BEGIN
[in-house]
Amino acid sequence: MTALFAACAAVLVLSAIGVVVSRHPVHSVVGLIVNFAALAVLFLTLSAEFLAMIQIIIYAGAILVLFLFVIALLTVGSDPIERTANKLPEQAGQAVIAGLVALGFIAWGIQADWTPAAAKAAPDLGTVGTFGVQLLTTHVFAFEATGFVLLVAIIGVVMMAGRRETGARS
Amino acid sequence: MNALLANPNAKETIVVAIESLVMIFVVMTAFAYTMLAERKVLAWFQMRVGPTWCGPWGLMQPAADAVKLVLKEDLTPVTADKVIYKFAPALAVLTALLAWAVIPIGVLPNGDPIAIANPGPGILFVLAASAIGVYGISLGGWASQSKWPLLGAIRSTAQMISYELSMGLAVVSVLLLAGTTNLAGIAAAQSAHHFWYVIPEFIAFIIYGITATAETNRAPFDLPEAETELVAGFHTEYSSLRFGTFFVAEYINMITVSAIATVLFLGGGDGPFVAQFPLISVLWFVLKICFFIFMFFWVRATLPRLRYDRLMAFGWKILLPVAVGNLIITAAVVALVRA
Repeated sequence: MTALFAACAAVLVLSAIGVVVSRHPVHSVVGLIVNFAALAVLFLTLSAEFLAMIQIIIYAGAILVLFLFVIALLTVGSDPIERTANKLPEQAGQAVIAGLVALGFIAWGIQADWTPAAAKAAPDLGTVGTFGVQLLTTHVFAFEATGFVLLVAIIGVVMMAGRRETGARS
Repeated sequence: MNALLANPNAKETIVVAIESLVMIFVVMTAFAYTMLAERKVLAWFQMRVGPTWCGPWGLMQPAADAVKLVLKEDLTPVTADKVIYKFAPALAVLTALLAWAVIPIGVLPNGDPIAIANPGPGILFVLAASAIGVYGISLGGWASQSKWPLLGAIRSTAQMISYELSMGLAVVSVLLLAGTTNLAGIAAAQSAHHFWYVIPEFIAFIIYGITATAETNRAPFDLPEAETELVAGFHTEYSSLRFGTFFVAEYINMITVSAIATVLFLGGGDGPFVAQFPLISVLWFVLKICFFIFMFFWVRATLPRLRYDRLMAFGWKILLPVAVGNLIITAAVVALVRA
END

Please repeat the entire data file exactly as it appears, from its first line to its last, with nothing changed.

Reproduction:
[in-house]
Amino acid sequence: MTALFAACAAVLVLSAIGVVVSRHPVHSVVGLIVNFAALAVLFLTLSAEFLAMIQIIIYAGAILVLFLFVIALLTVGSDPIERTANKLPEQAGQAVIAGLVALGFIAWGIQADWTPAAAKAAPDLGTVGTFGVQLLTTHVFAFEATGFVLLVAIIGVVMMAGRRETGARS
Amino acid sequence: MNALLANPNAKETIVVAIESLVMIFVVMTAFAYTMLAERKVLAWFQMRVGPTWCGPWGLMQPAADAVKLVLKEDLTPVTADKVIYKFAPALAVLTALLAWAVIPIGVLPNGDPIAIANPGPGILFVLAASAIGVYGISLGGWASQSKWPLLGAIRSTAQMISYELSMGLAVVSVLLLAGTTNLAGIAAAQSAHHFWYVIPEFIAFIIYGITATAETNRAPFDLPEAETELVAGFHTEYSSLRFGTFFVAEYINMITVSAIATVLFLGGGDGPFVAQFPLISVLWFVLKICFFIFMFFWVRATLPRLRYDRLMAFGWKILLPVAVGNLIITAAVVALVRA
Repeated sequence: MTALFAACAAVLVLSAIGVVVSRHPVHSVVGLIVNFAALAVLFLTLSAEFLAMIQIIIYAGAILVLFLFVIALLTVGSDPIERTANKLPEQAGQAVIAGLVALGFIAWGIQADWTPAAAKAAPDLGTVGTFGVQLLTTHVFAFEATGFVLLVAIIGVVMMAGRRETGARS
Repeated sequence: MNALLANPNAKETIVVAIESLVMIFVVMTAFAYTMLAERKVLAWFQMRVGPTWCGPWGLMQPAADAVKLVLKEDLTPVTADKVIYKFAPALAVLTALLAWAVIPIGVLPNGDPIAIANPGPGILFVLAASAIGVYGISLGGWASQSKWPLLGAIRSTAQMISYELSMGLAVVSVLLLAGTTNLAGIAAAQSAHHFWYVIPEFIAFIIYGITATAETNRAPFDLPEAETELVAGFHTEYSSLRFGTFFVAEYINMITVSAIATVLFLGGGDGPFVAQFPLISVLWFVLKICFFIFMFFWVRATLPRLRYDRLMAFGWKILLPVAVGNLIITAAVVALVRA